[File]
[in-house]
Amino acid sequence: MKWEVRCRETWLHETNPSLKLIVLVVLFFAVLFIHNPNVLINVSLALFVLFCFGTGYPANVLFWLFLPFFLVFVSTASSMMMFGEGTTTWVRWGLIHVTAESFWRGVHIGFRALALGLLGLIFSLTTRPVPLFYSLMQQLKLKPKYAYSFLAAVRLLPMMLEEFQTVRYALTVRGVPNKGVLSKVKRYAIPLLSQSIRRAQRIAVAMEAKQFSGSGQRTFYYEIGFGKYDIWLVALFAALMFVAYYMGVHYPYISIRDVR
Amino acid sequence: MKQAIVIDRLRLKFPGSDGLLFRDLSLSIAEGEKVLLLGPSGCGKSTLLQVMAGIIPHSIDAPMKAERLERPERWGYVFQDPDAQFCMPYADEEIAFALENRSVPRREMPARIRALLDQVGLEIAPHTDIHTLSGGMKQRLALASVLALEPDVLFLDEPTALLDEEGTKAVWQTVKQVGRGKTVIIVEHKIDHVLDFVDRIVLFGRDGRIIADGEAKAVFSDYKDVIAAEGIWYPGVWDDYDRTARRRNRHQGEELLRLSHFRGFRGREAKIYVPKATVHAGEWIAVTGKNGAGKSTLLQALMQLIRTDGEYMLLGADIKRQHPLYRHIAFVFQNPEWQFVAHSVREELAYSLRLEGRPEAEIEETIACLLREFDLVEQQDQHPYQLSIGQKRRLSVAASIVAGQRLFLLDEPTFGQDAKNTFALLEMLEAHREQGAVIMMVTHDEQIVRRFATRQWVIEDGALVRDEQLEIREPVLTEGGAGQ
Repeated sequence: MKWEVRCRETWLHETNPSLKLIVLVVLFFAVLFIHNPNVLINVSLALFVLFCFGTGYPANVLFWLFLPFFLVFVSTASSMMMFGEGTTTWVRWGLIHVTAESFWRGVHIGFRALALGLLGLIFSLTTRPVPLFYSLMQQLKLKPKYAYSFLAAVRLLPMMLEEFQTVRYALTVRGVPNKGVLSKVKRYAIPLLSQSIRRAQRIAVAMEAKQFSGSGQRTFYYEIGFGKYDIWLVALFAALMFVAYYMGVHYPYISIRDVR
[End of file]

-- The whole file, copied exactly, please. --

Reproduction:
[in-house]
Amino acid sequence: MKWEVRCRETWLHETNPSLKLIVLVVLFFAVLFIHNPNVLINVSLALFVLFCFGTGYPANVLFWLFLPFFLVFVSTASSMMMFGEGTTTWVRWGLIHVTAESFWRGVHIGFRALALGLLGLIFSLTTRPVPLFYSLMQQLKLKPKYAYSFLAAVRLLPMMLEEFQTVRYALTVRGVPNKGVLSKVKRYAIPLLSQSIRRAQRIAVAMEAKQFSGSGQRTFYYEIGFGKYDIWLVALFAALMFVAYYMGVHYPYISIRDVR
Amino acid sequence: MKQAIVIDRLRLKFPGSDGLLFRDLSLSIAEGEKVLLLGPSGCGKSTLLQVMAGIIPHSIDAPMKAERLERPERWGYVFQDPDAQFCMPYADEEIAFALENRSVPRREMPARIRALLDQVGLEIAPHTDIHTLSGGMKQRLALASVLALEPDVLFLDEPTALLDEEGTKAVWQTVKQVGRGKTVIIVEHKIDHVLDFVDRIVLFGRDGRIIADGEAKAVFSDYKDVIAAEGIWYPGVWDDYDRTARRRNRHQGEELLRLSHFRGFRGREAKIYVPKATVHAGEWIAVTGKNGAGKSTLLQALMQLIRTDGEYMLLGADIKRQHPLYRHIAFVFQNPEWQFVAHSVREELAYSLRLEGRPEAEIEETIACLLREFDLVEQQDQHPYQLSIGQKRRLSVAASIVAGQRLFLLDEPTFGQDAKNTFALLEMLEAHREQGAVIMMVTHDEQIVRRFATRQWVIEDGALVRDEQLEIREPVLTEGGAGQ
Repeated sequence: MKWEVRCRETWLHETNPSLKLIVLVVLFFAVLFIHNPNVLINVSLALFVLFCFGTGYPANVLFWLFLPFFLVFVSTASSMMMFGEGTTTWVRWGLIHVTAESFWRGVHIGFRALALGLLGLIFSLTTRPVPLFYSLMQQLKLKPKYAYSFLAAVRLLPMMLEEFQTVRYALTVRGVPNKGVLSKVKRYAIPLLSQSIRRAQRIAVAMEAKQFSGSGQRTFYYEIGFGKYDIWLVALFAALMFVAYYMGVHYPYISIRDVR